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Former Olympian equestrian Rich Fellers charged by feds for sex abuse as part of an anticipated plea deal

Updated at 10:53am on 5/26 to include a statement from Maggie Kehring’s attorney Russ Prince.

Portland, Ore. – The former Olympian equestrian previously charged by Oregon state prosecutors for sex abuse as part of an alleged sexual relationship with his then-minor student has been formally charged by the US Attorney in federal court.

Richard Fellers was the 2012 FEI World Champion during the summer London Olympic Games and was a once highly respected equestrian based in Clackamas County.

According to federal court documents, Fellers’ was charged with “Interstate travel to engage in illicit sexual conduct with a minor.”

The charges are reportedly part of a plea deal first uncovered and reported by NW Horse Report back in March. NW Horse Report obtained audio of a previous hearing in Feller’s state criminal case where a Washington County deputy district attorney and Feller’s attorney, Mike De Muniz of Sherlag DeMuniz LLP, disclosed a plan where Fellers’ would be formally charged by the US Attorney’s Office.

The plan facilitated a plea deal as part of a “global settlement” to resolve both the state and the then possible federal charges. Deputy District Attorney Rayney Meisel would not comment on the specifics of the ongoing plea deal at the time with NW Horse Report.

The deal would also mean that Fellers’ would serve time in the federal prison system instead of an Oregon state prison.

Maggie Kehring, Fellers’ former student who he was accused of sexually abusing, was 17 at the time.

Kehring’s attorney Russ Prince responded to the latest development in the case telling NW Horse Report Friday morning, “Regrettably, it has been a protracted process that has continued to harm Maggie, the Kehring family, and other participants in sport.”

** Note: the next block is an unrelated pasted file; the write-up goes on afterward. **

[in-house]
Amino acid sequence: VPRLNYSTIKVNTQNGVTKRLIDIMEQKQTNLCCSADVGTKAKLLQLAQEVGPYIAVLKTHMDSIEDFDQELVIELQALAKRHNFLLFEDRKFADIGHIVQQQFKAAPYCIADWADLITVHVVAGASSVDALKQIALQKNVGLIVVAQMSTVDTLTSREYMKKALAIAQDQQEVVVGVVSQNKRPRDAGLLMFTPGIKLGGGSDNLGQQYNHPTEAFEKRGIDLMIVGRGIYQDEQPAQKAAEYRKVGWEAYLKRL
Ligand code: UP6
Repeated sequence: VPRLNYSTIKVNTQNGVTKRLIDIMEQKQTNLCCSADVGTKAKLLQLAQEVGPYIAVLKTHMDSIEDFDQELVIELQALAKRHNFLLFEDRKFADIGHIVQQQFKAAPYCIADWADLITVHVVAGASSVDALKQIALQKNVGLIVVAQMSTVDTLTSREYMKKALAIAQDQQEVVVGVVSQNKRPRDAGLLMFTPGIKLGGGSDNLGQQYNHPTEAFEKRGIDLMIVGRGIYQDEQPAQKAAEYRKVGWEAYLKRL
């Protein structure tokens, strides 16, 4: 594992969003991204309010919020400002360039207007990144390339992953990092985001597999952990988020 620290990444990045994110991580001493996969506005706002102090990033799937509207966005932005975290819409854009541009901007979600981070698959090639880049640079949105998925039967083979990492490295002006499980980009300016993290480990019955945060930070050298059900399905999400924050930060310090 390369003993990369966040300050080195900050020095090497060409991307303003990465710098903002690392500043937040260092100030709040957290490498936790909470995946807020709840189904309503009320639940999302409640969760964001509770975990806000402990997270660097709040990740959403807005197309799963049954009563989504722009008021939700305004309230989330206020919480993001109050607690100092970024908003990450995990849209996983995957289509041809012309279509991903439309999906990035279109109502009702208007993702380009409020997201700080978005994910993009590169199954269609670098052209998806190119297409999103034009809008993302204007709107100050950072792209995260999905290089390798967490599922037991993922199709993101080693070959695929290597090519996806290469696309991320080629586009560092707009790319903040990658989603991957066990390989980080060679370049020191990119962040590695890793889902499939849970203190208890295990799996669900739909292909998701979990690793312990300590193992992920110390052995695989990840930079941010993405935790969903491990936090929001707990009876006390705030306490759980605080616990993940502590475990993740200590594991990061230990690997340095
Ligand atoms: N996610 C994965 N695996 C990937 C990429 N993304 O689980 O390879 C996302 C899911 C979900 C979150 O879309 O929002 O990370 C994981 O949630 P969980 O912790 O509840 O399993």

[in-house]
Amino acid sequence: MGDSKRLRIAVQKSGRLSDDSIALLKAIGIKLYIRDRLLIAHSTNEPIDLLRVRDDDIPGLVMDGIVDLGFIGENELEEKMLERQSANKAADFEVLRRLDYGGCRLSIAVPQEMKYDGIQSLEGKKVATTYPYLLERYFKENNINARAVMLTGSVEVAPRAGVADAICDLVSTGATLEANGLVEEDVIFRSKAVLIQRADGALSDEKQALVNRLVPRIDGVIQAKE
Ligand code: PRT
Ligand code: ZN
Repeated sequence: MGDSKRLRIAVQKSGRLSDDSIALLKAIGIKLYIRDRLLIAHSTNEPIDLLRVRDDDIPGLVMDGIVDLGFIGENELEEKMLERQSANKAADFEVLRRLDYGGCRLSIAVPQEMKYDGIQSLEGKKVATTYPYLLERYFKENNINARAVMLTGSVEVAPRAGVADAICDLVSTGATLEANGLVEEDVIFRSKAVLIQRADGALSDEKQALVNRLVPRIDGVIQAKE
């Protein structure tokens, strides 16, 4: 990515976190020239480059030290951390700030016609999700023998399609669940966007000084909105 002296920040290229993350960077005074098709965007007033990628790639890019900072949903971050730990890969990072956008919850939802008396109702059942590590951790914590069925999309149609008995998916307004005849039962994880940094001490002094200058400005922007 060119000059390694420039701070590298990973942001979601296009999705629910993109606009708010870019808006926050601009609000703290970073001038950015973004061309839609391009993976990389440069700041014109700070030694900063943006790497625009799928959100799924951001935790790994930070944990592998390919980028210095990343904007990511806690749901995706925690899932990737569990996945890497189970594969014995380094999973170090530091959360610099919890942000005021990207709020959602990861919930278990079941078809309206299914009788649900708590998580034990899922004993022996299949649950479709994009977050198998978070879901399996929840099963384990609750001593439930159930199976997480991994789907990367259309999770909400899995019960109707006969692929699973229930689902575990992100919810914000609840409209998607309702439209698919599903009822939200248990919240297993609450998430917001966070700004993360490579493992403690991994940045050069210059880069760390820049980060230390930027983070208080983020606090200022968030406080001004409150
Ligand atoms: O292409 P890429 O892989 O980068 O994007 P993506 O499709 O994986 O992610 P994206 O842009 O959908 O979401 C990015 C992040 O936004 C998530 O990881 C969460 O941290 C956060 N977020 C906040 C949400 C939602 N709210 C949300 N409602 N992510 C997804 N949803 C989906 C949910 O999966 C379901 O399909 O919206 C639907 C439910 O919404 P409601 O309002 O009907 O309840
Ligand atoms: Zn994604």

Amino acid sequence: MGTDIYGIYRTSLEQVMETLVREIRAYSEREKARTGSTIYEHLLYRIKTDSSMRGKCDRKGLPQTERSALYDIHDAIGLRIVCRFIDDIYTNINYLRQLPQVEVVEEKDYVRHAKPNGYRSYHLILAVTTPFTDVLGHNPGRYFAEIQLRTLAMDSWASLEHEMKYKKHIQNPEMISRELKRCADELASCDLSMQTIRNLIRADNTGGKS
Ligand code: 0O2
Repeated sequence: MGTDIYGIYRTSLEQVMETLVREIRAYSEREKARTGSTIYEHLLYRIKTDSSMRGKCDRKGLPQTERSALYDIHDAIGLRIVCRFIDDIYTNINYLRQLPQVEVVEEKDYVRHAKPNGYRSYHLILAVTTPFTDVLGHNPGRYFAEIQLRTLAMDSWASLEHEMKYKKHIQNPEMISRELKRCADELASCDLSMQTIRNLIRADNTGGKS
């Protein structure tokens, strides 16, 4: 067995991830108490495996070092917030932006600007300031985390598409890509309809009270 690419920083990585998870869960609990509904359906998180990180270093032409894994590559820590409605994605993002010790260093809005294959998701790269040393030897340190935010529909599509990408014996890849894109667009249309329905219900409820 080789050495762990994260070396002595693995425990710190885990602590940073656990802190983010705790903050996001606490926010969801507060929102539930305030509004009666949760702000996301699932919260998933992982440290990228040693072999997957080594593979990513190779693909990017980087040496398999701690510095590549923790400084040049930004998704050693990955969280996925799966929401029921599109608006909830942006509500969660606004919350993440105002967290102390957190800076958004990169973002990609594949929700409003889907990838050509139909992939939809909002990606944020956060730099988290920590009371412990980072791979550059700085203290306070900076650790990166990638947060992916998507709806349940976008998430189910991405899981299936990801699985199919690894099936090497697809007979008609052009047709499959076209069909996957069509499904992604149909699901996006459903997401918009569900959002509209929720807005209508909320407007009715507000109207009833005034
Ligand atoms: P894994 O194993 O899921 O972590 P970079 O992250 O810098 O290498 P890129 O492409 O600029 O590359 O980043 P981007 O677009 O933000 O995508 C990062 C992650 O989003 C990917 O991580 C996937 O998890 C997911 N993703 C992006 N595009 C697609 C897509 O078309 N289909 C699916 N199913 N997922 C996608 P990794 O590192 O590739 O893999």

“Maggie has endured much-underserved scrutiny from the beginning, and now we are closer to some semblance of justice for her. More importantly, the truth in this matter underscores the work that is still left to do in making our sports safe for all athletes.” Prince said.

Prince then went on to further express his view on the positive impacts he believes Kehring’s ordeal will bring to the industry: “Luckily, equestrian has a role model like Maggie. She will unabashedly continue to use her voice as a force for change – a force for good that wants nothing more than a safe environment for everyone to participate in whatever arena they find joy.”

KOIN 6 News broke the news about Feller’s federal charges yesterday— although it appeared they were not aware that the new federal charges were part of the plea deal negotiations, going on to report an anticipated trial still on the schedule for Feller’s that was set for August.

Fellers was arrested in June of 2021 by the Tualatin Police Department following an investigation on the heels of a US Center for SafeSport investigation– having also been assisted by special agents from the Federal Bureau of Investigation.

“We will not be engaging in any interviews,” wrote De Muniz in an email to KOIN 6 News.

NW Horse Report also reported in March the discovery that Fellers’ wife Shelly had also filed for divorce. The proceedings in the dissolution of marriage case for the Fellers’ appear ongoing after court documents filed last week revealed the outcome of a recent mediation stating: “No Agreement – Parties unable to reach agreement”.

“I did care about him, you know, immensely. He was a person in my life who I had so much trust and respect for,” Kehring previously told CBS News in 2021. “I had never been in a relationship. And I made that clear … I was still a virgin.”

This is a developing story you can count on NW Horse Report to keep you informed of.

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